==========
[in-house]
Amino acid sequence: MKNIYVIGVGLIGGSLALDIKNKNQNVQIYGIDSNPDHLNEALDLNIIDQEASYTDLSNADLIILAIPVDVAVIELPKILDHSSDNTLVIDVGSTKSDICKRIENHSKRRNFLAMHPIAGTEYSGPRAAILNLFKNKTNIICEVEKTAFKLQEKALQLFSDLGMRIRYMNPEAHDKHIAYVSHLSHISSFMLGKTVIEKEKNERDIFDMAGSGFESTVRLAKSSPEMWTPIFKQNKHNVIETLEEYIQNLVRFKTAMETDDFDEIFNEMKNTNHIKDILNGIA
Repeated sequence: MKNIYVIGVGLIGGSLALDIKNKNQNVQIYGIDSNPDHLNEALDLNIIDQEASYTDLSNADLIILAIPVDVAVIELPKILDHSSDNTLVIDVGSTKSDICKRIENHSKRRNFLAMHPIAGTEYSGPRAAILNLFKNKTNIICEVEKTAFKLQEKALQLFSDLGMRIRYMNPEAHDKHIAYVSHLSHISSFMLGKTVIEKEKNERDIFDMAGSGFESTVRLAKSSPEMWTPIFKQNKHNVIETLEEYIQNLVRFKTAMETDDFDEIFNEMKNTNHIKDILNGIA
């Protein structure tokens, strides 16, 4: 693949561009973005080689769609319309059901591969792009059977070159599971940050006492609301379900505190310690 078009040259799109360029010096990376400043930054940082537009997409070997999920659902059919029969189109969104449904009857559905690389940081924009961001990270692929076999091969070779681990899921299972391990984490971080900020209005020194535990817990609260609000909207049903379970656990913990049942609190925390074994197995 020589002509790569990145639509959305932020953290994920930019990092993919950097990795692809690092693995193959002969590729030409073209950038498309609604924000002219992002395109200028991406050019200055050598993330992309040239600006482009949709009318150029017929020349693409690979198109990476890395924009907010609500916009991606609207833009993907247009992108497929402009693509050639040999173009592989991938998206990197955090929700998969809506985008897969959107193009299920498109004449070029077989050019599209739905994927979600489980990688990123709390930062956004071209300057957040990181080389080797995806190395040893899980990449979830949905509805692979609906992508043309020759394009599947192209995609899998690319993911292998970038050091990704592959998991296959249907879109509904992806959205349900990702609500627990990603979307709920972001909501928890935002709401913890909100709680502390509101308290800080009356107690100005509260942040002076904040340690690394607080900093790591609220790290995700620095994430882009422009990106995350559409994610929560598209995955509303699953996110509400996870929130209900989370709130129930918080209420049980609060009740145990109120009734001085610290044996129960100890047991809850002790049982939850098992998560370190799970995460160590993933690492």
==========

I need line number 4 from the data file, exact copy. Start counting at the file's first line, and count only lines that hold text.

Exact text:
């Protein structure tokens, strides 16, 4: 693949561009973005080689769609319309059901591969792009059977070159599971940050006492609301379900505190310690 078009040259799109360029010096990376400043930054940082537009997409070997999920659902059919029969189109969104449904009857559905690389940081924009961001990270692929076999091969070779681990899921299972391990984490971080900020209005020194535990817990609260609000909207049903379970656990913990049942609190925390074994197995 020589002509790569990145639509959305932020953290994920930019990092993919950097990795692809690092693995193959002969590729030409073209950038498309609604924000002219992002395109200028991406050019200055050598993330992309040239600006482009949709009318150029017929020349693409690979198109990476890395924009907010609500916009991606609207833009993907247009992108497929402009693509050639040999173009592989991938998206990197955090929700998969809506985008897969959107193009299920498109004449070029077989050019599209739905994927979600489980990688990123709390930062956004071209300057957040990181080389080797995806190395040893899980990449979830949905509805692979609906992508043309020759394009599947192209995609899998690319993911292998970038050091990704592959998991296959249907879109509904992806959205349900990702609500627990990603979307709920972001909501928890935002709401913890909100709680502390509101308290800080009356107690100005509260942040002076904040340690690394607080900093790591609220790290995700620095994430882009422009990106995350559409994610929560598209995955509303699953996110509400996870929130209900989370709130129930918080209420049980609060009740145990109120009734001085610290044996129960100890047991809850002790049982939850098992998560370190799970995460160590993933690492």